0/4ⓏⒺⓇⓄ

CREDITS

Directed by Terry O. Morse and Honda Ishirô; screenplay by Murata Takeo, Honda and Al C. Ward, based on a story by Kayama Shigeru; directors of photography, Tamai Masao and Guy Roe; edited by Morse; music by Ifukube Akira; production designer, Chûko Satoru; produced by Tanaka Tomoyuki, Edward B. Barison, Richard Kay and Harry Rybnick; released by Embassy Pictures.

Starring Raymond Burr (Steve Martin), Shimura Takashi (Dr. Yamane), Kôchi Momoko (Emiko), Hirata Akihiko (Dr. Serizawa), Takarada Akira (Ogata), Frank Iwanaga (Tomo Iwanaga), Sakai Sachio (Hagiwara), Murakami Fuyuki (Dr. Tabata), Yamamoto Ren (Seiji), Suzuki Toyoaki (Shinkichi), Okabe Tadashi (Dr. Tabata’s Assistant), Ogawa Toranosuke (President of Company) and Mikel Conrad (George Lawrence).



This post is part of the Sum Up | Godzilla, Part One: Showa.

Rodan (1956, Honda Ishirô)

The end of Rodan makes the monster’s death tragic—there are two Rodans (giant pterosaurs) and one commits suicide after its mate dies in volcano fumes. Even more tragic is the Japanese defense force hounded these big dumb birds until they intentionally attacked populated areas and those volcanic fumes? The defense force, advised by a rather not smart scientist (Toho regular Hirata Akihiko in a terrible performance), also caused that volcano eruption by firing rockets at it to cause a cave-in. They were warned by environmentalists and humanists, but why listen to them?

It’s unclear why the audience is supposed to be sympathetic towards the creatures at the end… maybe because their painful deaths make a girl cry.

The first half of the film doesn’t even have the Rodans (either of them). It’s about a mining village discovering these gigantic, man-eating caterpillars. That part of the film—led by Sahara Kenji and Shirakawa Yumi as possibly star-crossed lovers—works. Both actors make up for lack of ability with their appeal and it’s sort of interesting.

Then the giant monster—initially in unrelated sequences—shows up and Hirata and a variety of actors playing military men take over and Rodan plummets.

There are some good miniature effects and some bad ones. If Honda had shot the film in black and white, it probably would have been fantastic. The colors just don’t work with his composition here.

Excellent sound design.

Rodan starts inoffensively enough, then drags on and on.

0/4ⓏⒺⓇⓄ

CREDITS

Directed by Honda Ishirô; screenplay by Kimura Takeshi and Murata Takeo, based on a story by Kuronuma Ken; director of photography, Ashida Isamu; edited by Iwashita Kôichi; music by Ifukube Akira; production designer, Kita Tatsuo; produced by Tanaka Tomoyuki; released by Toho Company Ltd.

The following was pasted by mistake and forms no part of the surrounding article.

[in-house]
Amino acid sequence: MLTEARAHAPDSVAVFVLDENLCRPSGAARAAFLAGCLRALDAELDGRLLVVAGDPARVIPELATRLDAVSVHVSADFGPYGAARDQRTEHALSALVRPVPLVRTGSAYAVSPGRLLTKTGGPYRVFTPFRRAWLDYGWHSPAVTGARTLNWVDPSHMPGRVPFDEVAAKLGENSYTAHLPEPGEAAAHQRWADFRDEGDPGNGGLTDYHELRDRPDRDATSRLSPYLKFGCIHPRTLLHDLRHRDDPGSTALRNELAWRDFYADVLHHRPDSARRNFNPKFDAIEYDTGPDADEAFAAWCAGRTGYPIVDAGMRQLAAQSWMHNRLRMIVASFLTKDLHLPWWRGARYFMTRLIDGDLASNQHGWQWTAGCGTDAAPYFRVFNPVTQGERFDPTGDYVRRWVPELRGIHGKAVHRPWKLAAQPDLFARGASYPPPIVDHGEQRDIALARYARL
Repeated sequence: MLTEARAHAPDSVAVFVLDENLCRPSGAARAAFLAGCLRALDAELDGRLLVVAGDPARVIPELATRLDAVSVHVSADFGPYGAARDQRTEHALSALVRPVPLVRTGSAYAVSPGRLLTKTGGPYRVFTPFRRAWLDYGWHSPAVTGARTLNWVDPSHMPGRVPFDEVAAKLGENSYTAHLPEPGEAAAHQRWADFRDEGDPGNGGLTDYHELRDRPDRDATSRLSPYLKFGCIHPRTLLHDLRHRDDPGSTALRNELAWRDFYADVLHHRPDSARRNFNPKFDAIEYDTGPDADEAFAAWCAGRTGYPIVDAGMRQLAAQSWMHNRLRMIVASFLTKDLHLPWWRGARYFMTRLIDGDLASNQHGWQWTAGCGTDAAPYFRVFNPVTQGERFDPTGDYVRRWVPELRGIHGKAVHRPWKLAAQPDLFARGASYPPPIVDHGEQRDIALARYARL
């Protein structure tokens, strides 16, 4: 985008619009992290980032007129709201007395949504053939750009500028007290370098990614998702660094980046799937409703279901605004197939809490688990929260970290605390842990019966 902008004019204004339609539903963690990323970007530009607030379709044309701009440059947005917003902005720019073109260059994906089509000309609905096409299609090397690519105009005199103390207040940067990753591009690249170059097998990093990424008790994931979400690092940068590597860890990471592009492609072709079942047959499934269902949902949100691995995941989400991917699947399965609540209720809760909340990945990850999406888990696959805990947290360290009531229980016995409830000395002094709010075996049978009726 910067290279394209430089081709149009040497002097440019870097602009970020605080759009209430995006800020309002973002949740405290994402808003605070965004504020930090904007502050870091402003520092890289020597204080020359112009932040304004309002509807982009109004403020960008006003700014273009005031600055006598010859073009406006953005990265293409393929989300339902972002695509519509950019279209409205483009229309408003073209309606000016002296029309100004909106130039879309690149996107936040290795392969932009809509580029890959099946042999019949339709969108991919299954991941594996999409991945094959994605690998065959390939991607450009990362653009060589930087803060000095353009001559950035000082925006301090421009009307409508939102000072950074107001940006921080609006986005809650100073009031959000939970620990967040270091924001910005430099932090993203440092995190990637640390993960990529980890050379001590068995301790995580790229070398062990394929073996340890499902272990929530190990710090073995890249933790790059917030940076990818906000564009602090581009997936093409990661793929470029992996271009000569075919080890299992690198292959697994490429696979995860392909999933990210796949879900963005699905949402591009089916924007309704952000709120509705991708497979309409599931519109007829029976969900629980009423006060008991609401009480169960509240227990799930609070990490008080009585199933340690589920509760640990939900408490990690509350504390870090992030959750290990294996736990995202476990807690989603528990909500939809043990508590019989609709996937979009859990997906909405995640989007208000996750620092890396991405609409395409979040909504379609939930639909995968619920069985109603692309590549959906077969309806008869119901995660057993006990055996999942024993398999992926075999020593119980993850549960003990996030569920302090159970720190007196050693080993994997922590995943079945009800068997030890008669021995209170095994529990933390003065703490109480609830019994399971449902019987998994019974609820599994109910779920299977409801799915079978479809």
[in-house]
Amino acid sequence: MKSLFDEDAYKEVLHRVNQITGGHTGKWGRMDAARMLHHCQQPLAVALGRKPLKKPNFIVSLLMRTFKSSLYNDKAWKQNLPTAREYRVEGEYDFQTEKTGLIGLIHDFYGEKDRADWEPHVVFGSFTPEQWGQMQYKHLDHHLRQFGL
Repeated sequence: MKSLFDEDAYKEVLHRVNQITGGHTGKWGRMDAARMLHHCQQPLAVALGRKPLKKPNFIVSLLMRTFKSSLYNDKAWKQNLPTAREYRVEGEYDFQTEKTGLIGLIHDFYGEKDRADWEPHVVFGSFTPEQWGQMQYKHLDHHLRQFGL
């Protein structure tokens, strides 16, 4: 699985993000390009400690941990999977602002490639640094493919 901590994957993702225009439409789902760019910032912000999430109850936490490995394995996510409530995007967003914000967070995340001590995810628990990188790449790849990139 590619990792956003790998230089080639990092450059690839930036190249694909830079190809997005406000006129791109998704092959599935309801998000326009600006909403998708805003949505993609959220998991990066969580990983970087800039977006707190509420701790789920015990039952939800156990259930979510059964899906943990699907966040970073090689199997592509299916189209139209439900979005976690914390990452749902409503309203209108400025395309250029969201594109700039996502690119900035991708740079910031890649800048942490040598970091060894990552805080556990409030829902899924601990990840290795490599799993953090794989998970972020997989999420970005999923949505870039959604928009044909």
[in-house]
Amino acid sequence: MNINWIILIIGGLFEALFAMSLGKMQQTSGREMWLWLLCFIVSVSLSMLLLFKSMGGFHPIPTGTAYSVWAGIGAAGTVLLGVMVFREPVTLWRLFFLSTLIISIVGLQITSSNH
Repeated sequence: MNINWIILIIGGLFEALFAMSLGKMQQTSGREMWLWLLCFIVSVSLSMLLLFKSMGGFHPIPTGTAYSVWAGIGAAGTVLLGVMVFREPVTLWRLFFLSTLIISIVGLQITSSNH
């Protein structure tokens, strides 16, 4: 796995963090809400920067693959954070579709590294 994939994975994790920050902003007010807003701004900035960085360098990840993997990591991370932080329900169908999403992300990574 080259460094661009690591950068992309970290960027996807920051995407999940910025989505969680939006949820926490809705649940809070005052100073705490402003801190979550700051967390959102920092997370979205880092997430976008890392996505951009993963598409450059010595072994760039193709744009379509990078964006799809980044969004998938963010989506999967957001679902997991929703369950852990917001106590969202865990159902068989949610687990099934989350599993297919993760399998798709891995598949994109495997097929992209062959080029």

Starring Sahara Kenji (Kawamura Shigeru), Shirakawa Yumi (Kiyo), Hirata Akihiko (Professor Kashiwagi Kyuichiro), Kobori Akio (Police Chief Nishimura), Yamada Minosuke (Colliery Chief Osaki) and Tajima Yoshifumi (Izeki).


Ghidorah, the Three-Headed Monster (1964, Honda Ishirô)

Maybe half of Ghidorah is interesting. Or has the potential to be interesting. After the giant monster-heavy opening credits (stills of Godzilla and Rodan in battle), that aspect disappears for a while. Instead, Ghidorah is a strange mix of reporter and political intrigue movies. Hoshi Yuriko is a reporter for a news program covering strange occurrences and brother Natsuki Yosuke is a police officer charged with protecting a foreign princess in trouble (Wakabayashi Akiko). Eventually–inevitably–the two story lines do cross, but it takes a lot longer than I would have assumed and really highlights the problem with Ghidorah. The giant monsters.

The first half hour is filled with doomsday predications and public interest in it. Wakabayashi goes amnesiac and ends up proclaiming the end of the world to whoever will listen. Sekizawa Shinichi’s script handles this part–maybe not the lead-in to it–beautifully. Watching Ghidorah, I kept wishing they’d played it straight, because the handling of her character and her effect on modern society, it works.

The movie’s hit with Natsuki’s underwhelming performance as the bodyguard, however. He’s at his best in the comedic scenes, which are good and too few. His problems in the action scenes might stem more from Honda’s direction. Honda has one or two shots for action scenes and he repeats them throughout.

Hoshi is a far more engaging protagonist, so it’s too bad she loses her story after the movie gets going. The little fairies from Mothra show up and assume her screen time. Those two actresses, Ito Emi and Ito Yûmi look so incredibly disinterested, I’m wondering if they just can’t act or what… It’s unfortunate, because Hoshi’s maybe slash maybe not romance with Koizumi Hiroshi was amusing and is forgotten. Koizumi doesn’t have a big part, but he can keep a straight face and is affable.